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"And then we can have some rest and some sleep," said Sam. He laughed grimly. "And I mean just that, Mr. Frodo. I mean plain ordinary rest, and sleep, and waking up to a morning's work in the garden. I'm afraid that's all I'm hoping for all the time. All the big important plans are not for my sort. Still, I wonder if we shall ever be put into songs or tales. We're in one, of course; but I mean: put into words, you know, told by the fireside, or read out of a great big book with red and black letters, years and years afterwards. And people will say: 'Let's hear about Frodo and the ring!' And they'll say: 'Yes, that's one of my favourite stories. Frodo was very brave, wasn't he, dad?' 'Yes, my boy, the famousest of the hobbits, and that's saying a lot.' "
"It's saying a lot too much," said Frodo, and he laughed, a long clear laugh from his heart. Such a sound had not been heard in those places since Sauron came to Middle-earth. To Sam suddenly it seemed as if all the stones were listening and the tall rocks leaning over them. But Frodo did not heed them; he laughed again. 'Why, Sam,' he said, 'to hear you somehow makes me as merry as if the story was already written. But you've left out one of the chief characters: Samwise the stouthearted. 'I want to hear more about Sam, dad. Why didn't they put in more of his talk, dad? That's what I like; it makes me laugh. And Frodo wouldn't have got far without Sam, would he, dad?' "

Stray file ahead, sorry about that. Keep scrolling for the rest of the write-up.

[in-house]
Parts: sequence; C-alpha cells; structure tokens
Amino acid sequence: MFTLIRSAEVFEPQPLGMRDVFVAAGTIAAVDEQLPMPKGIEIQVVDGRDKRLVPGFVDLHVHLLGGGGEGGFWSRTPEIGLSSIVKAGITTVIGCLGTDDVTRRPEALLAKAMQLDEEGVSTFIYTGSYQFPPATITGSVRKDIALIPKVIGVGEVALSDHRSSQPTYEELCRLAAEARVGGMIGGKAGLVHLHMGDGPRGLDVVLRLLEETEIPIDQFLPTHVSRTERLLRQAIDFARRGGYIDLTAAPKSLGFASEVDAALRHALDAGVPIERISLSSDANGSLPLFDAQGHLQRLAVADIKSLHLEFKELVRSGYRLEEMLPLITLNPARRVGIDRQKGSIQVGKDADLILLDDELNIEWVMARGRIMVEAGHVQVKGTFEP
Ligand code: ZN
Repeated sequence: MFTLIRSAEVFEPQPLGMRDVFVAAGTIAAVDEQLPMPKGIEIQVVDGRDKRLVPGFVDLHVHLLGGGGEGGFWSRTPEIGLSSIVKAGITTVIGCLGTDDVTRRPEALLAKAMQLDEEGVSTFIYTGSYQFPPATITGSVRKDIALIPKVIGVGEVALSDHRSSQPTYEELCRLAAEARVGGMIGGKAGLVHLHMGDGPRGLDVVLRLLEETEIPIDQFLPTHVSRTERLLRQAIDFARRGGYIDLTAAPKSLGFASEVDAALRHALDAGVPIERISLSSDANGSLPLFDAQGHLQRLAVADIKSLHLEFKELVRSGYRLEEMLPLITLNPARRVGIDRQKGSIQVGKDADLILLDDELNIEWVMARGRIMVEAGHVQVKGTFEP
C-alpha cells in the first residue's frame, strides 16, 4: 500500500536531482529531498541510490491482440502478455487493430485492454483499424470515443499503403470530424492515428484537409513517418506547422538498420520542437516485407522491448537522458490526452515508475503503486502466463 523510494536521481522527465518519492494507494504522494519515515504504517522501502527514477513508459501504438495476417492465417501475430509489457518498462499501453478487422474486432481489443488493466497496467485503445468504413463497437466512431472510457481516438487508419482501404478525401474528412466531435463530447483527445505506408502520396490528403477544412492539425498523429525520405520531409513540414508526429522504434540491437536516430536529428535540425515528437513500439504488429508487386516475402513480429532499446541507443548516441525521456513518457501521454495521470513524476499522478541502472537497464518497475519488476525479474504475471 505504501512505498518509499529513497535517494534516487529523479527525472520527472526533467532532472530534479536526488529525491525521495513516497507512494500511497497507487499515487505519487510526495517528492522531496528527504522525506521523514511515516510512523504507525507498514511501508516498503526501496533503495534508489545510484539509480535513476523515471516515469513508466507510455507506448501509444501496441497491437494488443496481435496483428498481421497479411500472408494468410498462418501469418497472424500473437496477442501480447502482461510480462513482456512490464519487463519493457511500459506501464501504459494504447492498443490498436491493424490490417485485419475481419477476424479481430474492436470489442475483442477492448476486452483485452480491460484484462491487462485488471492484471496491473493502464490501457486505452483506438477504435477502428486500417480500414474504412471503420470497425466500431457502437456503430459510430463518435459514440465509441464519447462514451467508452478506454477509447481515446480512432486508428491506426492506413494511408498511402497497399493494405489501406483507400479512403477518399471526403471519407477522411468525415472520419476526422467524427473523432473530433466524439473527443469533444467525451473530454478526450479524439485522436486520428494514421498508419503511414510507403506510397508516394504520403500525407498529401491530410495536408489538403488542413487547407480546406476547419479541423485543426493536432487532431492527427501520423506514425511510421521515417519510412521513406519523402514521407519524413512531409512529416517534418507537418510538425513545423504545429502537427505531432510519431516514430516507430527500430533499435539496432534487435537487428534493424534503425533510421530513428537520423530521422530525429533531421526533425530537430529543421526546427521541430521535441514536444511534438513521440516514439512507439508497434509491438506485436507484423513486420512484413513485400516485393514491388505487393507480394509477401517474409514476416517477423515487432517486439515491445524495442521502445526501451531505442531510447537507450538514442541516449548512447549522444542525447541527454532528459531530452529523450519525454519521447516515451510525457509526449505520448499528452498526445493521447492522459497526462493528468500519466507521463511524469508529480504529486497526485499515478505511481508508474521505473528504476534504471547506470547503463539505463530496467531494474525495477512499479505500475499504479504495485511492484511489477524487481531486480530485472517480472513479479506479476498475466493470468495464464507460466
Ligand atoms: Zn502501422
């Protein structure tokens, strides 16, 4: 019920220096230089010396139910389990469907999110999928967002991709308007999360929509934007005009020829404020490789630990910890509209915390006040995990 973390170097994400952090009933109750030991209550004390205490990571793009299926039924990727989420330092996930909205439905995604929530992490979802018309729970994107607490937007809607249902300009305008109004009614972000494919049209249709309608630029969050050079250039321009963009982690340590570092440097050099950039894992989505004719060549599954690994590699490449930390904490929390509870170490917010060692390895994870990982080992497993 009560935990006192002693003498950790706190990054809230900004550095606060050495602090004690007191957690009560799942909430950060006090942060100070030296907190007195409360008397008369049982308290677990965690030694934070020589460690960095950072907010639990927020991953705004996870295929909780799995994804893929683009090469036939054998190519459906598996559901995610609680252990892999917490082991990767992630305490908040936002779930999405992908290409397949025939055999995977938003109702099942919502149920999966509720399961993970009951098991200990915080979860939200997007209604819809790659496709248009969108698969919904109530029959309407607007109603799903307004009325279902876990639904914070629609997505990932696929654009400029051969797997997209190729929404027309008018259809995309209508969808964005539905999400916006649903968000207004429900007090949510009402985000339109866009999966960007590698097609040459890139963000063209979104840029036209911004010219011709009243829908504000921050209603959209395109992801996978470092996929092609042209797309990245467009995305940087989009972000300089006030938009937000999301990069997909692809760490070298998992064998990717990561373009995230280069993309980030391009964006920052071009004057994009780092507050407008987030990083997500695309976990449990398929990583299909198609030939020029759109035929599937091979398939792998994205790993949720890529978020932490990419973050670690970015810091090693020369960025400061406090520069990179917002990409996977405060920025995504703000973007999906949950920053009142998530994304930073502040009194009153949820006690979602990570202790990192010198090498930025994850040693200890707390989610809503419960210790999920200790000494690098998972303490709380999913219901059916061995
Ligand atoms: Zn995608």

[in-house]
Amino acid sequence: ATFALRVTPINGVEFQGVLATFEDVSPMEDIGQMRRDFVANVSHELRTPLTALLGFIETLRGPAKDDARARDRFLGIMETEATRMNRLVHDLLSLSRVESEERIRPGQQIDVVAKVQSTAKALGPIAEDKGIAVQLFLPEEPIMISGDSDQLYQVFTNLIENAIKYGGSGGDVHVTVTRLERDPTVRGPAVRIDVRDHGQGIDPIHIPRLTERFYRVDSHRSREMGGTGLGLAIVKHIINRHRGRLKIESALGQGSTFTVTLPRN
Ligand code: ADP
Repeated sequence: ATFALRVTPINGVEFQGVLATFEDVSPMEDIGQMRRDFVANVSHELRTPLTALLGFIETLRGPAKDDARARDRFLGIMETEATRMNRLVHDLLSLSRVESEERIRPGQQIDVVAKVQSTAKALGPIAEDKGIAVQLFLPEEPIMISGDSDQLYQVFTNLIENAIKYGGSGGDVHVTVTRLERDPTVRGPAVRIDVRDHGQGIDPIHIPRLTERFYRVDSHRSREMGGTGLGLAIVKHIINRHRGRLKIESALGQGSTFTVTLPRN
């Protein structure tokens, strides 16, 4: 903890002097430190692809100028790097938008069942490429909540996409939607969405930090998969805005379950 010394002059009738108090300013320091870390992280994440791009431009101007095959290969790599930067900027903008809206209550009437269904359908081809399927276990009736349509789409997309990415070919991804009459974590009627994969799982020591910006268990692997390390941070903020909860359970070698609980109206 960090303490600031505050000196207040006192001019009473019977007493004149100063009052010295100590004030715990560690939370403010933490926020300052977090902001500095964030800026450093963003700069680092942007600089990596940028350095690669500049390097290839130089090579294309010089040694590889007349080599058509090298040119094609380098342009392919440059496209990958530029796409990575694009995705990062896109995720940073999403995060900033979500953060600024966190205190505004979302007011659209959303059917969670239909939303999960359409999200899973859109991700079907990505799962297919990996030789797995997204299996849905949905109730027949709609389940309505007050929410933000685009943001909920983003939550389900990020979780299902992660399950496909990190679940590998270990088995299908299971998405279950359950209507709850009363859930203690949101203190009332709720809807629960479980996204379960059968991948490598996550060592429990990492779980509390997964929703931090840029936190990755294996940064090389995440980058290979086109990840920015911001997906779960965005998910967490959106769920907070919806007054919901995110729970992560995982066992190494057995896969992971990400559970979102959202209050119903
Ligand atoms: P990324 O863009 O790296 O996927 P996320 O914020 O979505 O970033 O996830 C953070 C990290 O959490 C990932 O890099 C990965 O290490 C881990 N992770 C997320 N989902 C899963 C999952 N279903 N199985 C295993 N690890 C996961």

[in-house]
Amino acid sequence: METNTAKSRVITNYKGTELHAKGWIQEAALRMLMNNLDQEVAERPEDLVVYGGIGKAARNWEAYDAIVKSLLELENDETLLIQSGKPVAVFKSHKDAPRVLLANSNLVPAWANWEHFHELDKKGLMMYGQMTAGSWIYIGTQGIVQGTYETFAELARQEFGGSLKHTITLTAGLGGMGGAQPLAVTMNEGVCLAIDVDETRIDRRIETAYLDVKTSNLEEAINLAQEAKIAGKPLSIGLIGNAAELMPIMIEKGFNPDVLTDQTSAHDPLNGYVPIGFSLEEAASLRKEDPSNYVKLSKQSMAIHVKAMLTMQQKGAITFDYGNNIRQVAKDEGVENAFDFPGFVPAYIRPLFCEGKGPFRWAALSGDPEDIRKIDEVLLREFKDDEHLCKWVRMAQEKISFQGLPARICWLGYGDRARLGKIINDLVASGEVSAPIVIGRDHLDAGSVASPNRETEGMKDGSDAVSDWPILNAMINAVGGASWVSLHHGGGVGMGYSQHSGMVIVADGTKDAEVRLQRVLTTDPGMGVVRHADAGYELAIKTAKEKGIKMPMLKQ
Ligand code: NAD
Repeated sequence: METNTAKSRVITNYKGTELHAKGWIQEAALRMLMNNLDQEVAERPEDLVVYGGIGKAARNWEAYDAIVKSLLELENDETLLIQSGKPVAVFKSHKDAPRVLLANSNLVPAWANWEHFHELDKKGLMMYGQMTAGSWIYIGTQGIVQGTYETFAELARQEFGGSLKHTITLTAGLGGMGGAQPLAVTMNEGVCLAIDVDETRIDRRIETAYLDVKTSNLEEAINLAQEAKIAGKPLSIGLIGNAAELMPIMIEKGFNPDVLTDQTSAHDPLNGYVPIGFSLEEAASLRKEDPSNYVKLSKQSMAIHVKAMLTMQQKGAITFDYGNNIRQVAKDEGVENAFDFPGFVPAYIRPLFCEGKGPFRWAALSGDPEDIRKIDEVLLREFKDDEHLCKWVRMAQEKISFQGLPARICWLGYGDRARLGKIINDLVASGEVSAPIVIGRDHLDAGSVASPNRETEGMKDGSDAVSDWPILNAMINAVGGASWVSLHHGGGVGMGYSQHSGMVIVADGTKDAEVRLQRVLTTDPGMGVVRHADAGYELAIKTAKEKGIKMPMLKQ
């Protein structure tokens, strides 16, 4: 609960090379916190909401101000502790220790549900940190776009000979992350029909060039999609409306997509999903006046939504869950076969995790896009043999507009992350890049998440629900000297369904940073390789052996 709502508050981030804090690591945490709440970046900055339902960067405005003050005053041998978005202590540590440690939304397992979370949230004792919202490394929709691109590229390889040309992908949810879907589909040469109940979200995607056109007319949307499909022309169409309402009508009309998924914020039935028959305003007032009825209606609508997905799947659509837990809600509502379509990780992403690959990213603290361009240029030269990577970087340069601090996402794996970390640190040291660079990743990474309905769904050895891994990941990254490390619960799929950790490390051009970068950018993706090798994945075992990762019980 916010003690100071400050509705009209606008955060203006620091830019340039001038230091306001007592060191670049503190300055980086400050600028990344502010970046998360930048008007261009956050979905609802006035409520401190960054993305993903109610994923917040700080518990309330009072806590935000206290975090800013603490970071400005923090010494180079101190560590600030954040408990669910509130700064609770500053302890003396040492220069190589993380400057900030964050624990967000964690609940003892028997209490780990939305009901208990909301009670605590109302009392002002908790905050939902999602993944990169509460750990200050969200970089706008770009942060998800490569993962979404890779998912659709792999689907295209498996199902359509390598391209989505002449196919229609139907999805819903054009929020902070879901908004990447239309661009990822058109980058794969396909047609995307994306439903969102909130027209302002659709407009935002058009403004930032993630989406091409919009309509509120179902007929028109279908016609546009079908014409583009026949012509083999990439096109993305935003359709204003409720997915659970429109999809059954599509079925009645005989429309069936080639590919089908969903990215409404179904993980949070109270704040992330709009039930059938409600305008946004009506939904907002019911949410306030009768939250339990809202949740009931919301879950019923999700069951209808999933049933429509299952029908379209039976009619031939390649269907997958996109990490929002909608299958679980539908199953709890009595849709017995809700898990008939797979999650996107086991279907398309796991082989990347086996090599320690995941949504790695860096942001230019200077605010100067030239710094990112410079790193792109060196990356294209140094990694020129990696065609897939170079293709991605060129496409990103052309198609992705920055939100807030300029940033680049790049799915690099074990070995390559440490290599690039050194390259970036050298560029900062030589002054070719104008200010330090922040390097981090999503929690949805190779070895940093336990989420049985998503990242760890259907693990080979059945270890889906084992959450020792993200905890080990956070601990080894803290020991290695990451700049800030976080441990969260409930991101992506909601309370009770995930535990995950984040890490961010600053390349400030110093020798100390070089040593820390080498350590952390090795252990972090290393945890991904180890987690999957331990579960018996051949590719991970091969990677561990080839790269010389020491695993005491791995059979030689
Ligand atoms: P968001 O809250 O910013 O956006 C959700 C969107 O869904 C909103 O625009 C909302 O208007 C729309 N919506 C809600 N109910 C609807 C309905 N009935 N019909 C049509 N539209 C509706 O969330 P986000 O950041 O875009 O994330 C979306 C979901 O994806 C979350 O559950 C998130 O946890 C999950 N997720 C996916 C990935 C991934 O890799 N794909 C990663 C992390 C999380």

"Now, Mr. Frodo," said Sam, "you shouldn't make fun. I was serious."
"So was I," said Frodo, "and so I am. We're going on a bit too fast. You and I, Sam, are still stuck in the worst places of the story, and it is all too likely that some will say at this point: 'Shut the book, now, dad; we don't want to read any more.' "
Author: J.R.R. Tolkien
Synopsis: The peaceable little hobbit Bilbo Baggins sets out on an adventure, and among his discoveries is a magic ring that will affect the destiny of hobbits and elves, dwarves and men, and all Middle-earth. Bilbo's young relative Frodo receives the task of carrying the ring to its destruction, accompanied by his loyal friend Sam. The evil forces of Sauron must be fought, and the heroes and heroines of the epic include immortal Elvish royalty, a rightful king questing for his throne and his beloved, a desperate maiden from the land of horses, a tree-shepherd, and many others.
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I have immense respect for Tolkien's work. He created, not a mere story but a mythology--a world with languages and history and unheard-of creatures described with intricate detail. Unfortunately, for me Tolkien's narrative is almost more work to get through than Dickens', especially after the great war is won in Return of the King. Also unfortunately, I find it difficult to sympathize with any of the female characters except for Eowyn, and she can be downright frustrating.
Men love LOTR, probably because it qualifies as epic adventure with lots of battling and almost Gothic portrayals of beauty and horror; there's just not quite enough relational psychology for us girls, I suppose. Despite all that, the set still belongs in my favorites, partly because there are so many great thoughts in the tale.
I am currently re-reading it (am right in the middle of the Council of Elrond); it might wind up higher on my list after a second read, since the first trip through a good story is always the hardest.
RRR: Tolkien's essay "On Fairy Stories". It's on my list-of-things-to-read too, but I hear great things about it.